Chesterton’s Autobiography, published posthumously in the autumn of 1936, was the last flowering of his literary gifts. It was a bittersweet achievement but a very worthy addition to the Chesterton canon. And since it was completed before his passing, it seems fitting here to discuss its contents and something of the critical reception it had.
G.K. Chesterton died on June 14, 1936, at his home in Beaconsfield, Buckinghamshire. He wrote around 80 books, several hundred poems, some 200 short stories, 4000 essays, and several plays. He also, thankfully, wrote an autobiography. A chronicler of lives, he graced us in the end with a measure of context on his own. Chesterton seemed to understand his gift as one which beaconed connection to his reader.
In Chapter 25 of his book Defiant Joy, Kevin Belmonte wrote:
One day before his death, Chesterton had an article published in the Illustrated London News. He had no way of knowing it would be the last word from him to appear in print before his passing. But it proved to be so—one last reply in a conversation he had kept up with his readers for the better part of forty years. He referred to the great novel of his youth, The Man Who Was Thursday, saying that it “was not intended to describe the real world as it was, or as I thought it was. . . . It was intended to describe the world of wild doubt and despair which the pessimists were generally describing at that date; with just a gleam of hope in some double meaning of the doubt, which even the pessimists felt in some fashion.” At the last, Chesterton found one more way to come alongside fellow pilgrims and offer a hand of friendship. He had found a “sort of moonshine” in the night. Would they not walk further with him? A gleam of hope beckoned.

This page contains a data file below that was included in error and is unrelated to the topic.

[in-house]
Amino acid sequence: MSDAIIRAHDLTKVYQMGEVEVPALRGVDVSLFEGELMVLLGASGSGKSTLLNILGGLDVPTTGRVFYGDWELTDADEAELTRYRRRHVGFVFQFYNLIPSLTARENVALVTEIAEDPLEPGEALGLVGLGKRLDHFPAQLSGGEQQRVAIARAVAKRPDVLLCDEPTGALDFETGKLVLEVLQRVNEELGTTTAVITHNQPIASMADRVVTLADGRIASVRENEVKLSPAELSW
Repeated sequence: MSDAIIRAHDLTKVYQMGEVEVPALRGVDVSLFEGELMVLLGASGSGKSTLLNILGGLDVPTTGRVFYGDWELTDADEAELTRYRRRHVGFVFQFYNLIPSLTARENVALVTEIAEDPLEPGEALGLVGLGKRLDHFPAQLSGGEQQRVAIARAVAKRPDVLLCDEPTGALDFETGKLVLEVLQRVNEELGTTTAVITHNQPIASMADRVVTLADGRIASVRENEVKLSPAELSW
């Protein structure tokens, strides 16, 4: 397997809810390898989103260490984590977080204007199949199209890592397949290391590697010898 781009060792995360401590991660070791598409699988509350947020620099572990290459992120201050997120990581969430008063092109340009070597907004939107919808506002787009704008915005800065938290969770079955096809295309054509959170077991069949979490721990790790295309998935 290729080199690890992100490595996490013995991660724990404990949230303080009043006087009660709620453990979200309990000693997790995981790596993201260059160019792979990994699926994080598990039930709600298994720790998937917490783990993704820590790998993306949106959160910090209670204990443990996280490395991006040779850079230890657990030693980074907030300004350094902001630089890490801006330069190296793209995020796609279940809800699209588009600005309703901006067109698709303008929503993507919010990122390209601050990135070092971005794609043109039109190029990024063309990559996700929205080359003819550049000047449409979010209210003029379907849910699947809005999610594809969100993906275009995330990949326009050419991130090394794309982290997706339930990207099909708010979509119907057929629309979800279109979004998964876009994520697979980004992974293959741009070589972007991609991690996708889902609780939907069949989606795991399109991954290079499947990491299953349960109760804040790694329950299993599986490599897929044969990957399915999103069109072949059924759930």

Have you written an autobiography or kept a detailed journal?
L E A R n M O R E
Kevin Belmonte holds a BA in English from Gordon College, an MA in Church History from Gordon-Conwell Seminary, and a second master’s degree in American and New England Studies from the University of Southern Maine. He has twice been a finalist for the prestigious John Pollock Award for Christian Biography, and in 2003, his biography, “William Wilberforce,” won that award. On several occasions, he has served as a script consultant for the BBC, and also for the PBS documentary, “The Better Hour.” For six years, he was the lead script and historical consultant for the critically-acclaimed film, “Amazing Grace.” He has spoken in a wide array of noteworthy settings, from the Houses of Parliament in London, and gatherings of legislators in Washington, D.C., to the universities of Oxford and Cambridge. For several years, his biography of Wilberforce has been required reading for a course taught by David Gergen on leadership and character formation at Harvard’s Kennedy School of Government.
Sources & Resources
Kevin Belmonte, Defiant Joy: The Remarkable Life & Impact of G. K. Chesterton (Nashville: Thomas Nelson, 2011).